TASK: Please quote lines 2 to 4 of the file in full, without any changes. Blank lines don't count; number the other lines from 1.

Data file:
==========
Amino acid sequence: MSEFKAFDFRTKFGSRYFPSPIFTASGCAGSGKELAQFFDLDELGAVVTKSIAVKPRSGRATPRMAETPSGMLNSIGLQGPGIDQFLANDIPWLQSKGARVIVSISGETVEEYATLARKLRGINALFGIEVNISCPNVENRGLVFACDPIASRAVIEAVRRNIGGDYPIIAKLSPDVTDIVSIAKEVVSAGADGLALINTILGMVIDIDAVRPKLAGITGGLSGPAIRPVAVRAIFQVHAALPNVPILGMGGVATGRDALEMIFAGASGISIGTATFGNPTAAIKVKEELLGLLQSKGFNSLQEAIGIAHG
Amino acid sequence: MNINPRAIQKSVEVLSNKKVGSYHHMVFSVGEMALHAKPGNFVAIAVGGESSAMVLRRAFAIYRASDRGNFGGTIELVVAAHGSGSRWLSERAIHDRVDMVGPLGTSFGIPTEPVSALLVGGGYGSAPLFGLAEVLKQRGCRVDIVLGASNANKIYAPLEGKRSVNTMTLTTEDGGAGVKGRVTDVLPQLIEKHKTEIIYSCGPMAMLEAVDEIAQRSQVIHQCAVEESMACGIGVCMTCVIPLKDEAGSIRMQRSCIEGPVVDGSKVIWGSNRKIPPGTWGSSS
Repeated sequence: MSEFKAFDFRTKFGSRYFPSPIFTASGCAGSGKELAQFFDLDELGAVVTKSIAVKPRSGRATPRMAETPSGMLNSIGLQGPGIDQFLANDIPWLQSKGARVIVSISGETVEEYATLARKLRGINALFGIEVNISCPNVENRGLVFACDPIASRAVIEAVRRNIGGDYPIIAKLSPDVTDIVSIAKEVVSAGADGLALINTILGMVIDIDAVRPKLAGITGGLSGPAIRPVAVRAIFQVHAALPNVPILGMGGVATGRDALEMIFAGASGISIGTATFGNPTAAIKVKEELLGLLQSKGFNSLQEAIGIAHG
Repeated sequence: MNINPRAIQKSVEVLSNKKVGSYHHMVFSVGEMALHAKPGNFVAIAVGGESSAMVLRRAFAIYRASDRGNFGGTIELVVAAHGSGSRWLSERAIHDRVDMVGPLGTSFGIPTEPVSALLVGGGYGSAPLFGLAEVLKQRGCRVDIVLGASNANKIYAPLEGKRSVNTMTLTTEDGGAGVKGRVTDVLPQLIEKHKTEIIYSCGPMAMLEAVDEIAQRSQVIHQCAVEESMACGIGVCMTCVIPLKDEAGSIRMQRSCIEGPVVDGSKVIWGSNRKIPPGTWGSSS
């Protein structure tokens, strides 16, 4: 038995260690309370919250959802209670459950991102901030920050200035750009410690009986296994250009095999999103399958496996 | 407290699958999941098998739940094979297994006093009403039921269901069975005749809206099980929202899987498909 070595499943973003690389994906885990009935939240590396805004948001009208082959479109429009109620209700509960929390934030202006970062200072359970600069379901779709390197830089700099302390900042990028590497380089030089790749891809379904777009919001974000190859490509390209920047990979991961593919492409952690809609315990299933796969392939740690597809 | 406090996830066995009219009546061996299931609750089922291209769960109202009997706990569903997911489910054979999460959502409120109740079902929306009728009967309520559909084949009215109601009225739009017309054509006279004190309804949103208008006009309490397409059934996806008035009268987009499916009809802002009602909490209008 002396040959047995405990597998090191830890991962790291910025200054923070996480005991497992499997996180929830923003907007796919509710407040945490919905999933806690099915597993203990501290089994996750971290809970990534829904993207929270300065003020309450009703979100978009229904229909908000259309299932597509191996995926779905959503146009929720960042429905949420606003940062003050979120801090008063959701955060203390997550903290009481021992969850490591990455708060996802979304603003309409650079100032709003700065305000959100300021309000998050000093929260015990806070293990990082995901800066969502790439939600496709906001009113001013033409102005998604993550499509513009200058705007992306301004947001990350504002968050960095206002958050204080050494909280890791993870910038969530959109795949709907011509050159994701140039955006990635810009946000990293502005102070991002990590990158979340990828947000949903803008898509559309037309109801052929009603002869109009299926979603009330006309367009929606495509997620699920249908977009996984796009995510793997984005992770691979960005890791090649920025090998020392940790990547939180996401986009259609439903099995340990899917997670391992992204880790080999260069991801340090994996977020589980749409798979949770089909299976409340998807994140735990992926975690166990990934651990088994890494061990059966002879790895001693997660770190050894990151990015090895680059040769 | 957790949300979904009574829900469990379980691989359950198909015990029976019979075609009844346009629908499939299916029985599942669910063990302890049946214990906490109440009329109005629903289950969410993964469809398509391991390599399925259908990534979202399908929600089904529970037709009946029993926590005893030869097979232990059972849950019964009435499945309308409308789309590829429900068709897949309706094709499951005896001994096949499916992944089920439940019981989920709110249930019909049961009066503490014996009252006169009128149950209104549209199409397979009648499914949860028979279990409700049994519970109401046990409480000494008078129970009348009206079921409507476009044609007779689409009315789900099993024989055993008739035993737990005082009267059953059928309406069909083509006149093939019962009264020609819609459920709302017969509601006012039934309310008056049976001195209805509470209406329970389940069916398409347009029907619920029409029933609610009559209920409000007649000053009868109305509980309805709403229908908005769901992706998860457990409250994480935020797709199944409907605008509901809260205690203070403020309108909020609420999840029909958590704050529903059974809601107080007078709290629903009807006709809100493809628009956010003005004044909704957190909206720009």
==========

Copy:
Amino acid sequence: MNINPRAIQKSVEVLSNKKVGSYHHMVFSVGEMALHAKPGNFVAIAVGGESSAMVLRRAFAIYRASDRGNFGGTIELVVAAHGSGSRWLSERAIHDRVDMVGPLGTSFGIPTEPVSALLVGGGYGSAPLFGLAEVLKQRGCRVDIVLGASNANKIYAPLEGKRSVNTMTLTTEDGGAGVKGRVTDVLPQLIEKHKTEIIYSCGPMAMLEAVDEIAQRSQVIHQCAVEESMACGIGVCMTCVIPLKDEAGSIRMQRSCIEGPVVDGSKVIWGSNRKIPPGTWGSSS
Repeated sequence: MSEFKAFDFRTKFGSRYFPSPIFTASGCAGSGKELAQFFDLDELGAVVTKSIAVKPRSGRATPRMAETPSGMLNSIGLQGPGIDQFLANDIPWLQSKGARVIVSISGETVEEYATLARKLRGINALFGIEVNISCPNVENRGLVFACDPIASRAVIEAVRRNIGGDYPIIAKLSPDVTDIVSIAKEVVSAGADGLALINTILGMVIDIDAVRPKLAGITGGLSGPAIRPVAVRAIFQVHAALPNVPILGMGGVATGRDALEMIFAGASGISIGTATFGNPTAAIKVKEELLGLLQSKGFNSLQEAIGIAHG
Repeated sequence: MNINPRAIQKSVEVLSNKKVGSYHHMVFSVGEMALHAKPGNFVAIAVGGESSAMVLRRAFAIYRASDRGNFGGTIELVVAAHGSGSRWLSERAIHDRVDMVGPLGTSFGIPTEPVSALLVGGGYGSAPLFGLAEVLKQRGCRVDIVLGASNANKIYAPLEGKRSVNTMTLTTEDGGAGVKGRVTDVLPQLIEKHKTEIIYSCGPMAMLEAVDEIAQRSQVIHQCAVEESMACGIGVCMTCVIPLKDEAGSIRMQRSCIEGPVVDGSKVIWGSNRKIPPGTWGSSS